How Parents And Kids Interact On Facebook
(CNN) — As they move from their early teens to their late teens, kids no longer want to be pals with Mom and Dad. Teenage boys are much less likely than girls to initiate conversations with their parents. And moms baby their sons.
Not exactly news flashes, you say? But we’re not talking about real life here, exactly. We’re talking about Facebook.
The world’s largest social network released new data Thursday about how parents and their children interact online. But the findings, from Facebook’s data science team, also illustrate how personal interactions on Facebook can mirror those in the so-called real world.
“With the holidays approaching, and families gathering all over the world, we wanted to understand how parents and children on Facebook communicate,” says the post, which crunches friend requests, conversations and other Facebook data from the past two months.
“We are happy to see that our data surfaces the affection, care, and closeness of family ties.”
Here are the highlights of what Facebook found:
Who friends whom: More than 65% of friendships between 13-year-olds and their parents are initiated by the child. But the older the teenager gets, the less likely he or she is to be the one sending the friend request. By the time kids are in their early to mid-20s, their parents are initiating friend requests with them 60% of the time.
As kids grow into their 30s and 40s, however, they begin friending their parents more often again.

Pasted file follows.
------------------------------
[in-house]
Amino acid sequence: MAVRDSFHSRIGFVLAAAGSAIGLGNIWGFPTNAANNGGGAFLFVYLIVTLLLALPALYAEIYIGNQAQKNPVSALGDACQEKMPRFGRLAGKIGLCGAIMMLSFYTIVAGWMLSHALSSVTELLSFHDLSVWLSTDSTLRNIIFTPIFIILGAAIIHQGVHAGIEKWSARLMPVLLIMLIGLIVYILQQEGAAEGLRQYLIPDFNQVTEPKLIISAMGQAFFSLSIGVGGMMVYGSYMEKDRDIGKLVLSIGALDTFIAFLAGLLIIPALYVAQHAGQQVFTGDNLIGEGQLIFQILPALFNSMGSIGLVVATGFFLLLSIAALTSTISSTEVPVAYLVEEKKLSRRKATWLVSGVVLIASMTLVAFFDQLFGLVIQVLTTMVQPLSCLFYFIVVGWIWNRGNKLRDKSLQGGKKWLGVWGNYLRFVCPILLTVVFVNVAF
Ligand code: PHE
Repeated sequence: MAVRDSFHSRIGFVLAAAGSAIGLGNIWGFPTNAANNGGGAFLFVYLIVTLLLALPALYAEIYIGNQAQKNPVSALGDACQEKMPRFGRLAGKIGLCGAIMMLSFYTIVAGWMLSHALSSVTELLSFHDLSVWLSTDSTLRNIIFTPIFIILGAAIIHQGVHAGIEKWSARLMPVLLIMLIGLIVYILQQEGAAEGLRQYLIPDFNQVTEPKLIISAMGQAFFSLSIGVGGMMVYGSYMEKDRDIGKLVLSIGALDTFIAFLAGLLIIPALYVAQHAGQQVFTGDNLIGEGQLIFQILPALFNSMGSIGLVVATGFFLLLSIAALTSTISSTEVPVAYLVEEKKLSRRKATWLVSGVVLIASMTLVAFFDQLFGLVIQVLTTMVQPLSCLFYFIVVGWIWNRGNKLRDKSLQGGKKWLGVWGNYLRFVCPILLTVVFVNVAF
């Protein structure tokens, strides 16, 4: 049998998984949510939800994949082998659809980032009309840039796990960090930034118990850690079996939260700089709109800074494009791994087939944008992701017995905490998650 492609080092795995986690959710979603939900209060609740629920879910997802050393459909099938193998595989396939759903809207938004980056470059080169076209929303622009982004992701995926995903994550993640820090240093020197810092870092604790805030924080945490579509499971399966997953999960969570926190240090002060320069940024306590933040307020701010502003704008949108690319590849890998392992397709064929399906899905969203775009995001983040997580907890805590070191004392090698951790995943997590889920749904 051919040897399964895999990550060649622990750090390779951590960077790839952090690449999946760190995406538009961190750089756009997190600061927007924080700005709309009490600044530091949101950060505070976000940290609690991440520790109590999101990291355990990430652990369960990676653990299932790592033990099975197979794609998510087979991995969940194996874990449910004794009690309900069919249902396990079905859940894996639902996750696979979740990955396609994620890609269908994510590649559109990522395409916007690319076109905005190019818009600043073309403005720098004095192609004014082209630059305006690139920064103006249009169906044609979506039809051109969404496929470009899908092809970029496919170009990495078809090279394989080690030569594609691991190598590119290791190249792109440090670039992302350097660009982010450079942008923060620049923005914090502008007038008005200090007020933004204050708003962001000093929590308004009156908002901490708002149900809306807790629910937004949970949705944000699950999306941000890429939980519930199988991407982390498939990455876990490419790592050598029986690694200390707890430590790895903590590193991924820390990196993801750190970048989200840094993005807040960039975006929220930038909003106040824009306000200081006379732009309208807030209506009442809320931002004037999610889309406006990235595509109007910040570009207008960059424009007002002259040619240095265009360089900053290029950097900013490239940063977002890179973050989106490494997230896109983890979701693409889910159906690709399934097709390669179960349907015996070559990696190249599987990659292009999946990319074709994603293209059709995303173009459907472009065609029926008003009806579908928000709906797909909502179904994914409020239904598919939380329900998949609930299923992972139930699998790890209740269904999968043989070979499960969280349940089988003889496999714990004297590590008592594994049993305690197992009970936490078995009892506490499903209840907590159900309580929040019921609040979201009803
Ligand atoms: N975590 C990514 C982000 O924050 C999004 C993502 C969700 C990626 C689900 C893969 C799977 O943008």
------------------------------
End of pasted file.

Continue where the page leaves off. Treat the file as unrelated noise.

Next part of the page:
“This overall trend follows the rough arc of children seeking distance from their parents as they prepare to leave the nest, and then gradually gravitating back as they accomplish their own milestones in life,” says the blog post.
Who talks to whom: Moms and dads initiate parent-child conversations more often than their teenage kids. For daughters, this imbalance evens out by the time they hit 30 and are messaging their parents as often as they receive messages in return. Sons, however, however, take twice as long — until age 60 — to come around.
What they say: The data team studied hundreds of thousands of public Facebook messages between parents and children to identify the words and phrases that appeared most often. Based on the results, Mom and Dad are very proud of their kids.
Among the most common phrases from parents: “I’m so proud, “all my heart,” “well done,” “proud of you” and “call me.”
Moms and dads use language much differently when messaging with sons, though. Mothers preferred endearments like “my handsome son” and “my little boy,” while dads used profanity and words like “buddy” and “dude.”